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Home Network Security

Last updated: May 24, 2022

What Does Home Network Security Mean?

Home network security is the protection of wireless access points, wired access points and digital devices that connect to the internet in a residence.

Home networks allow multiple computing devices to share files, printers and the same Internet connection. Such devices include traditional home computing components such as routers, computers, smartphones and printers -- as well as smart devices in the Internet of Things (IoT) such as Wi-Fi-enabled baby monitors, doorbell cameras, smart TVs and digital assistants.

Home networking security best practices are similar to best practices for any standard local area network (LAN) or wireless LAN (WLAN) network.

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Techopedia Explains Home Network Security

Home network internet connections can either be wireless or wired. Either way, it's important to take some basic steps to secure the network and protect digital devices connected to the internet from being hacked and home user's personally identifiable information (PII) from being compromised or stolen.

Network Security Controls

Network security controls protect the accessibility and confidentiality of computing device data and networks in the home. Security controls, which are countermeasures used to reduce the risk that an exploit will be success, are usually layered to support a defense-in-depth security strategy.

Combining controls to create multiple layers of security ensures that if one layer fails to counteract a threat, the other layers will still help to prevent a breach. There are three important types of network security controls:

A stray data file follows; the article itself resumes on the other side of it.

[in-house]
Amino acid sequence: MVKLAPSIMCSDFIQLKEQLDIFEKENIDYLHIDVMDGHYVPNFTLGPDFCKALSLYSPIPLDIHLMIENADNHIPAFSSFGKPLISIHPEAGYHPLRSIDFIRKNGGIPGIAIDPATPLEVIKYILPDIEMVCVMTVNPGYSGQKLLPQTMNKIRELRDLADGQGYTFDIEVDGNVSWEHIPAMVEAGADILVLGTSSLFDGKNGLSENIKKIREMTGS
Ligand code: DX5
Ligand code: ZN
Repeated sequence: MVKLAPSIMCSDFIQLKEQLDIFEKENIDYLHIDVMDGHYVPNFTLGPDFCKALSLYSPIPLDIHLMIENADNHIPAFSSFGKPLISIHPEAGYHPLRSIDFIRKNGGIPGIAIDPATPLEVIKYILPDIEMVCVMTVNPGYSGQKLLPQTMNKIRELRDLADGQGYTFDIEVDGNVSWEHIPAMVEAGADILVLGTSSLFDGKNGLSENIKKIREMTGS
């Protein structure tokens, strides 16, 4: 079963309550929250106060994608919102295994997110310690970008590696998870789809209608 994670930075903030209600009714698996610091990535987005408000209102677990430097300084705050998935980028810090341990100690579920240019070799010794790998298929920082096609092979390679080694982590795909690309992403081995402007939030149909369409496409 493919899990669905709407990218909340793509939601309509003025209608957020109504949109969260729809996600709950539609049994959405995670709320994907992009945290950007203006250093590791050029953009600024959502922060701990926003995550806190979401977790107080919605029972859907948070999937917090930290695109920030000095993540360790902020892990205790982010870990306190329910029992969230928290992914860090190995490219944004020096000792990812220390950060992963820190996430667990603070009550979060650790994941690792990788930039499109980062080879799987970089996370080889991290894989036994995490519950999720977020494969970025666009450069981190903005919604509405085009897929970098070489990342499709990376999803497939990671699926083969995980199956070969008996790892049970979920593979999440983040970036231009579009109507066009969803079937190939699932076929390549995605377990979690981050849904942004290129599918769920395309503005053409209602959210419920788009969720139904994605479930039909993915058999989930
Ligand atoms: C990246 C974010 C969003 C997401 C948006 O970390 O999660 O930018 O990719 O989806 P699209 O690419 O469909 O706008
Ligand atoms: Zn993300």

Technical Security Controls
Technical network security controls consist of hardware and software components. Examples of technical controls include firewalls, anti-virus software, encryption and access control mechanisms.

Physical Security Controls
Physical network security controls are designed to prevent unauthorized physical access to networked components. Examples of physical security controls include touch ID, facial recognition and surveillance cameras.

Administrative Security Controls
Administrative security controls focus on user behavior. Examples of administrative controls include using strong passwords, disabling remote desktop and maintaining security awareness --especially for email.

How to Enhance Your Home Network Security

Apart from the three controls discussed above, home users can upgrade their network security and use the internet safely by doing the following:

Secure the Router
A secure router is an essential key to improving home network security. Router security includes these four best practices:

  1. Enable the router’s built-in firewall. This can be done by logging into the router's settings and searching through the menus for phrases such as firewall, filter or packet inspection.